LPGA Championship moves to Locust Hill in New York
ROCHESTER, N.Y. (AP) – The LPGA Championship will be held at Locust Hill golf course in suburban Rochester for one year next June, with supermarket chain Wegmans replacing McDonald’s as sponsor of the season’s second major.
The recession-pinched LPGA Tour is shrinking to 24 tournaments in 2010, down from 27 this year and 34 in 2008. With 13 events in the United States, it’s the smallest tour schedule in nearly 40 years.
Newly named the LPGA Championship Presented by Wegmans, the $2.25 million tournament will be held from June 24 to June 27 in the suburb of Pittsford. Locust Hill has been a perennially popular LPGA Tour stop since 1977 and the Wegmans LPGA will return there in 2011.
“We are grateful to Colleen Wegman and Wegmans Food Markets for their continued commitment to the LPGA,” acting commissioner Marty Evans said in a statement, “and look forward to working closely with them while concurrently continuing our discussions with potential long-term partners for the LPGA Championship.”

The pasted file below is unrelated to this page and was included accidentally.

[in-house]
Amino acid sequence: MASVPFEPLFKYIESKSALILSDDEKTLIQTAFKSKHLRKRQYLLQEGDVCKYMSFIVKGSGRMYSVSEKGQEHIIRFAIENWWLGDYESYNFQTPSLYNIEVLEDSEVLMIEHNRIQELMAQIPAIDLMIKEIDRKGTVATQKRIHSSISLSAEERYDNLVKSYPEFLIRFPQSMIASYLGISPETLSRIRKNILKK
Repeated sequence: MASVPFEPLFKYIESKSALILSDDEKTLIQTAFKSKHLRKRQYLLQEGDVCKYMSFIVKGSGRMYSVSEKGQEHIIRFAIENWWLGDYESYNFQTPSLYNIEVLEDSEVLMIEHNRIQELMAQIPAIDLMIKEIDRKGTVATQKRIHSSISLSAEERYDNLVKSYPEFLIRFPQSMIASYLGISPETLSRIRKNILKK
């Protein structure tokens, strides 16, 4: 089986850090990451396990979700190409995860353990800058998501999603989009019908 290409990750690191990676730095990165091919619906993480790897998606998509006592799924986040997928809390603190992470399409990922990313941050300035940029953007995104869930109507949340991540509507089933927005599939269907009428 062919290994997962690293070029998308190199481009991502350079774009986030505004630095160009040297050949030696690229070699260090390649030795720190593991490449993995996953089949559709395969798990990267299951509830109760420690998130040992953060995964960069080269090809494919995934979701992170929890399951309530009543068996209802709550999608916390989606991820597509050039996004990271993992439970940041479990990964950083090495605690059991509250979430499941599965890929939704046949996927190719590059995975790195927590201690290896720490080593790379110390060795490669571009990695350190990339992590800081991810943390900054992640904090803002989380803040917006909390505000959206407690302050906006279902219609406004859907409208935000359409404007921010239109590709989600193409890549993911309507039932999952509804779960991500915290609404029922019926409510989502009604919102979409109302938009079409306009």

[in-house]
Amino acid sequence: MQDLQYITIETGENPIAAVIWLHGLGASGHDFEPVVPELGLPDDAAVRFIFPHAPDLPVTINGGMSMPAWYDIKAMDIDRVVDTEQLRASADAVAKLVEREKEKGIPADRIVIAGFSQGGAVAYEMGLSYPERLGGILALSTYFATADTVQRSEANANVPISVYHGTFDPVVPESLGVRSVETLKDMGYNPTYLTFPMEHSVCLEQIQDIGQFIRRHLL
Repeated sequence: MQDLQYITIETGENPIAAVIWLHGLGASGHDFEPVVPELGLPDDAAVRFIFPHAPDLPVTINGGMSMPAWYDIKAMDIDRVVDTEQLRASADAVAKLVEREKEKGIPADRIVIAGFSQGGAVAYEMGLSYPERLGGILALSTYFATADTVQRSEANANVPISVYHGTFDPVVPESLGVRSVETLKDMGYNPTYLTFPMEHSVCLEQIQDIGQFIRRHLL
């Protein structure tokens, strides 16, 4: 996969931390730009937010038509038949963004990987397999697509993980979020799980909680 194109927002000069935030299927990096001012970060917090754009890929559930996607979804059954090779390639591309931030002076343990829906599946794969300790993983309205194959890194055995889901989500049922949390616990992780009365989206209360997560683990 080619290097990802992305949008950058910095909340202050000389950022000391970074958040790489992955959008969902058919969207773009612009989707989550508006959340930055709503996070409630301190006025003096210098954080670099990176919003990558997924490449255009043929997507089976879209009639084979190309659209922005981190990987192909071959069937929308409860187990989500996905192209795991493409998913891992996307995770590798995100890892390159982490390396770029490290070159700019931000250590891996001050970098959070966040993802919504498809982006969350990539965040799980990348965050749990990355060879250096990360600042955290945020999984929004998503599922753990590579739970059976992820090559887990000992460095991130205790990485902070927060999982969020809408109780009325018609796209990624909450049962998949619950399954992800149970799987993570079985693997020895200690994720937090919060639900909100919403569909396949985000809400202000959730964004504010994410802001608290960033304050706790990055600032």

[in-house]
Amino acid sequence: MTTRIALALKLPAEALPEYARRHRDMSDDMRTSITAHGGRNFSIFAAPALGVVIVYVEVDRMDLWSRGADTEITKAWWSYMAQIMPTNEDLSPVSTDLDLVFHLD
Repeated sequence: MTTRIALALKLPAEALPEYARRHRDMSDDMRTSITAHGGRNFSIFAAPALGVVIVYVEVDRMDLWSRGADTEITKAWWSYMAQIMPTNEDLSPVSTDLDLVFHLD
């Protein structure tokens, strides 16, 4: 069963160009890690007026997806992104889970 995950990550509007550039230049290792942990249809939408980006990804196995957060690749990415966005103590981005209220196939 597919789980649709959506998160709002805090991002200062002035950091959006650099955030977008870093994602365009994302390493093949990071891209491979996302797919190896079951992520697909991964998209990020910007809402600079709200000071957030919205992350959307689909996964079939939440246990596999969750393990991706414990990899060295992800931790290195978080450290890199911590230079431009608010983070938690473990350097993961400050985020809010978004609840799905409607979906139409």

The championship, launched in 1955, is one of four majors on the LPGA Tour. McDonald’s has been involved with the event since it was founded as the McDonald’s Kids Classic in 1981.
Locust Hill “has enjoyed a long history of women’s golf over the last 34 years and we now have a chance to shine,” said Larry Dewine, the club’s president. “We hope we get record crowds.”
The Wegmans LPGA estimates it drew more than 110,000 spectators in 2007 and “we’re hoping the major designation” will shatter that record attendance, said tournament co-chairman Larry Kitts.
The championship lost McDonald’s as a sponsor in June after Anna Nordqvist’s victory at Bulle Rock Golf Course in Havre de Grace, Md. About a month ago, LPGA Tour officials asked organizers of the Locust Hill event if they could step in as a one-year replacement.
The LPGA wants to “take over this championship, own it themselves just like the PGA of America owns the PGA Championship,” said Jerry Stahl, tournament co-chairman at Locust Hill. “In trying to find a corporate sponsor on a long-term basis for this championship, they just didn’t have enough time to put it all together.”
In July, Evans replaced LPGA commissioner Carolyn Bivens, who resigned under pressure as sponsors dropped tournaments in a slumping economy.
“We have made great strides in our long-term goal of building an intelligent and sustainable schedule for the LPGA Tour,” Evans said.
The 93-year-old, family-owned Wegmans Food Markets Inc. is a grocery store chain with 75 outlets in New York, Pennsylvania, Virginia, New Jersey and Maryland.